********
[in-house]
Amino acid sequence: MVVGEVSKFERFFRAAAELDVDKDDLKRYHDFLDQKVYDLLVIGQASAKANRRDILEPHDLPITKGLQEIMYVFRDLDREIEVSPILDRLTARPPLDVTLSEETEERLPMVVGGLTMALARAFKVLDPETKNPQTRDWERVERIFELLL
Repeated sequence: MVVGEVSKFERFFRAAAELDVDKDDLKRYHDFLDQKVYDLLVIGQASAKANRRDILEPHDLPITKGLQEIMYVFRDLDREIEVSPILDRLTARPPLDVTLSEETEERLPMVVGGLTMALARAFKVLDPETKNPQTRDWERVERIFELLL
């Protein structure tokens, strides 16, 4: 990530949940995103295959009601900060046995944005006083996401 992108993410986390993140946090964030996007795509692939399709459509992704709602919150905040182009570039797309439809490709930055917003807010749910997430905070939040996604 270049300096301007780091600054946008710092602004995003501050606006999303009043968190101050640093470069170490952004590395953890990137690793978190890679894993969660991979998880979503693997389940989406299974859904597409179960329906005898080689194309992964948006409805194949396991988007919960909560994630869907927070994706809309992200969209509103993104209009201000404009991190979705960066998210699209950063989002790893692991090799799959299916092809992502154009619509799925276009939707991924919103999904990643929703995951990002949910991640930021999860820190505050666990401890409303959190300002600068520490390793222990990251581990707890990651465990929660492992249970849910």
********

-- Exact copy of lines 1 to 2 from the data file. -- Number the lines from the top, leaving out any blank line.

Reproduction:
[in-house]
Amino acid sequence: MVVGEVSKFERFFRAAAELDVDKDDLKRYHDFLDQKVYDLLVIGQASAKANRRDILEPHDLPITKGLQEIMYVFRDLDREIEVSPILDRLTARPPLDVTLSEETEERLPMVVGGLTMALARAFKVLDPETKNPQTRDWERVERIFELLL